Two oil tankers were expected at Lebanese ports on Wednesday carrying fuel oil for power stations and diesel for petrol stations. Nearly 90,000 tonnes of fuel will be delivered by the two vessels.
The tankers, chartered by the Lebanese government, were stuck off Cyprus after the ships' captains had demanded further safety guarantees from Israel before they passed through its military blockade of the Lebanese coast.
Bahij Abu Hamze, head of Lebanon's Association of Fuel Importers, said: "Two ships have got permission and guarantees to dock today and one should be coming in tomorrow."
Abu Hamze said the third ship should arrive on Thursday carrying 28,000 tonnes of petrol.
"If these ships get in today, then there should be no problem with others coming in," he said. "Now it's up to the government to push for an end to the air and sea blockade which is natural after a ceasefire."
Many petrol stations in Lebanon closed during the 34-day war. Stations that stayed open either limited supplies to no more than five or 10 litres for each motorist or raised prices.
Demand for petrol has soared since the ceasefire as thousands of displaced civilians attempt to drive back to their homes.
During the war, Israeli jets struck the fuel storage tanks at the Jiyyeh power station south of Beirut. Electricity had been rationed since the conflict started with some areas of Beirut receiving less than 12 hours a day.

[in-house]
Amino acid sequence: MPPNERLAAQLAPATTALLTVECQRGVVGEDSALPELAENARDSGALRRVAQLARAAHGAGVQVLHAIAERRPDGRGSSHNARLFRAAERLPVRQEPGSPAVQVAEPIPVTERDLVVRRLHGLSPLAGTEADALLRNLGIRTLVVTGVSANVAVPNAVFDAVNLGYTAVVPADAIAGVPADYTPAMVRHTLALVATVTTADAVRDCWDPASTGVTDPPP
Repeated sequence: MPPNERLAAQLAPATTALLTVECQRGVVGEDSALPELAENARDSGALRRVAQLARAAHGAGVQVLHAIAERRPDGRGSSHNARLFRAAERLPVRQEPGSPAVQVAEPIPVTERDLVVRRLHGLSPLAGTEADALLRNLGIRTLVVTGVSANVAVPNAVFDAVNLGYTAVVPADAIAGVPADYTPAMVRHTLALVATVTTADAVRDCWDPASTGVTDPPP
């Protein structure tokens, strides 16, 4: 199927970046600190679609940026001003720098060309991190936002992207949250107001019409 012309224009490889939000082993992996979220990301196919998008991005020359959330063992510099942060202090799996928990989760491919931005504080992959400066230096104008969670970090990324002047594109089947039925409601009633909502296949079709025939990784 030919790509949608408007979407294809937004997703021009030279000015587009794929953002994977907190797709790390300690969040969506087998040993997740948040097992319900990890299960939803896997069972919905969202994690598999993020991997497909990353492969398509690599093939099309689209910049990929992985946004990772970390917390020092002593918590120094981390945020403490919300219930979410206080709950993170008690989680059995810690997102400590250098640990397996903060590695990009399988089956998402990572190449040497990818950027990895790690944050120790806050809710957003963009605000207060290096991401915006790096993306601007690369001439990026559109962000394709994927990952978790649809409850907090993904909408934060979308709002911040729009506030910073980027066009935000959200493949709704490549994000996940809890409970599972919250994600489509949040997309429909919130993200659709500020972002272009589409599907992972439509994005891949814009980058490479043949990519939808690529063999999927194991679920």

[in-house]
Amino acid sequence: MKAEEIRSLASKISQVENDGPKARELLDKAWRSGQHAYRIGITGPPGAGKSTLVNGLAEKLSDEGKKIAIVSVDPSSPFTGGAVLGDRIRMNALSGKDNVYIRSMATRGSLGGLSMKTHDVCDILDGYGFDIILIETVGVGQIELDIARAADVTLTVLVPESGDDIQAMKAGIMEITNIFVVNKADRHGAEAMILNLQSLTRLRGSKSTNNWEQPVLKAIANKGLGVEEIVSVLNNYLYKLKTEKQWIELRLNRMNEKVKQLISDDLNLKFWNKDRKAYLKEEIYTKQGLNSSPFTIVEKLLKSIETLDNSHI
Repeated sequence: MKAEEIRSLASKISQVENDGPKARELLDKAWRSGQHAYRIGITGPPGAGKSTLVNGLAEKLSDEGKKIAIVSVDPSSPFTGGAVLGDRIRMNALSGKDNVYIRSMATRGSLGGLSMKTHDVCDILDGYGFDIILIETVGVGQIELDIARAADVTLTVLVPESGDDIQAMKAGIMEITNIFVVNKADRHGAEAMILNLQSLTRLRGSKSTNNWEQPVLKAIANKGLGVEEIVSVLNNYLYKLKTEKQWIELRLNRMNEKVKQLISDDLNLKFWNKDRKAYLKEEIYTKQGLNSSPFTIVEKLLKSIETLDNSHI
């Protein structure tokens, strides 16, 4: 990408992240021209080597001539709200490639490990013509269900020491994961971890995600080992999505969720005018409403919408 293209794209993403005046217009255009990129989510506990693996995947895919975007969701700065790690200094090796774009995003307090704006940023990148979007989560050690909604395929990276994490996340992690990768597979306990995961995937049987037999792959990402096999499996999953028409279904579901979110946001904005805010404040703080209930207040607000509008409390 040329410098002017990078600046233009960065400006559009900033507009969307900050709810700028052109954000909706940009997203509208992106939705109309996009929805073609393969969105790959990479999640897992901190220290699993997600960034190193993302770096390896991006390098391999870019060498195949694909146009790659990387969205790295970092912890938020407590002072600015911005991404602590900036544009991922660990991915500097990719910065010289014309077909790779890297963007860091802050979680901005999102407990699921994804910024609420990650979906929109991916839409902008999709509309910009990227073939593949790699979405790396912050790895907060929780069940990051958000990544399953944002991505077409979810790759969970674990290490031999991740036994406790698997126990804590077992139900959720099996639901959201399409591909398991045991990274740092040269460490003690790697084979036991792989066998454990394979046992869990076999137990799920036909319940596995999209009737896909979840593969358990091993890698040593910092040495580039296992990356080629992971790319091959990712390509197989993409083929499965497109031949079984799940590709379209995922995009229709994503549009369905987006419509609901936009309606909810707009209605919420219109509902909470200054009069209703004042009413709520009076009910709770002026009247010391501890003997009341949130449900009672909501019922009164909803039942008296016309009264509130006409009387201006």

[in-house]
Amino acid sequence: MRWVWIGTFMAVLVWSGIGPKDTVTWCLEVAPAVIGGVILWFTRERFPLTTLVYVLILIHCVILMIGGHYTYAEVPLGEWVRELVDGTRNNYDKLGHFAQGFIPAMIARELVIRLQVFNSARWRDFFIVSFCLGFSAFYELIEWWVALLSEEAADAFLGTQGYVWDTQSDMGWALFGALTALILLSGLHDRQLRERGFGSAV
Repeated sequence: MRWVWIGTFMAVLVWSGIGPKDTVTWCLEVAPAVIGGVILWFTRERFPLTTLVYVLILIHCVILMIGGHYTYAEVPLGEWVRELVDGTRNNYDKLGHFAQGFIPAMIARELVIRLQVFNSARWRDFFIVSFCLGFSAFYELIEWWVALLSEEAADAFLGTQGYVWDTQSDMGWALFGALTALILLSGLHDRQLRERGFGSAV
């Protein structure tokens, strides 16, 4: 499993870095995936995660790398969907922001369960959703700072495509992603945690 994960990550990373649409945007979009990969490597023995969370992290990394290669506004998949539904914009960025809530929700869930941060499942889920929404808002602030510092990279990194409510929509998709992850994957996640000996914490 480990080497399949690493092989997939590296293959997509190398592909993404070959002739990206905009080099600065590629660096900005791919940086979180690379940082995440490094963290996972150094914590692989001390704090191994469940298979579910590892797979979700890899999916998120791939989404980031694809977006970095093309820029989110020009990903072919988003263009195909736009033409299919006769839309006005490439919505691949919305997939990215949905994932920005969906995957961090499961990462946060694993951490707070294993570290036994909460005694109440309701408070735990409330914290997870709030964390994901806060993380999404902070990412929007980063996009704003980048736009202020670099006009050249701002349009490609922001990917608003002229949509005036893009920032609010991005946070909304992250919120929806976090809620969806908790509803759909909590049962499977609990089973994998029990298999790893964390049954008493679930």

Fuel storage tanks at the Jiyyeh
power station were hit by bombs
Philippe Douste-Blazy, the French foreign minister, during a visit to Beirut urged Israel to lift the blockade of Lebanon.
Oil prices on international markets have also fallen since the ceasefire began on Monday.
Light sweet crude for delivery in September fell seven cents to $72.98 a barrel in mid-afternoon Asian electronic trading on the New York Mercantile Exchange.
October Brent crude on London's ICE Futures exchange lost 18 cents to $73.59 a barrel. September deliveries were down four cents at $73.76 a barrel.
Also on Wednesday, Lebanese business figures and private companies pledged to rebuild 12 of the 80 bridges destroyed in Israeli airstrikes.
Bahia Hariri, a Lebanese politician and sister of the Rafiq al-Hariri, the former prime minister assassinated last year, said her family has committed to rebuilding five bridges in south Lebanon, including those linking the banks of the Awali river, north of Sidon, and Zahrani, south of the city.
The Hariri group's Geneco company will begin work very soon, she said.
Najib Mikati, another former prime minister, has commissioned the public works company Dar al-Handassah to rebuild the Madfun bridge, linking the capital with north Lebanon.
Mohammed Safadi, the transport minister, has said that $2 billion worth of infrastructure has been damaged by Israeli bombardments.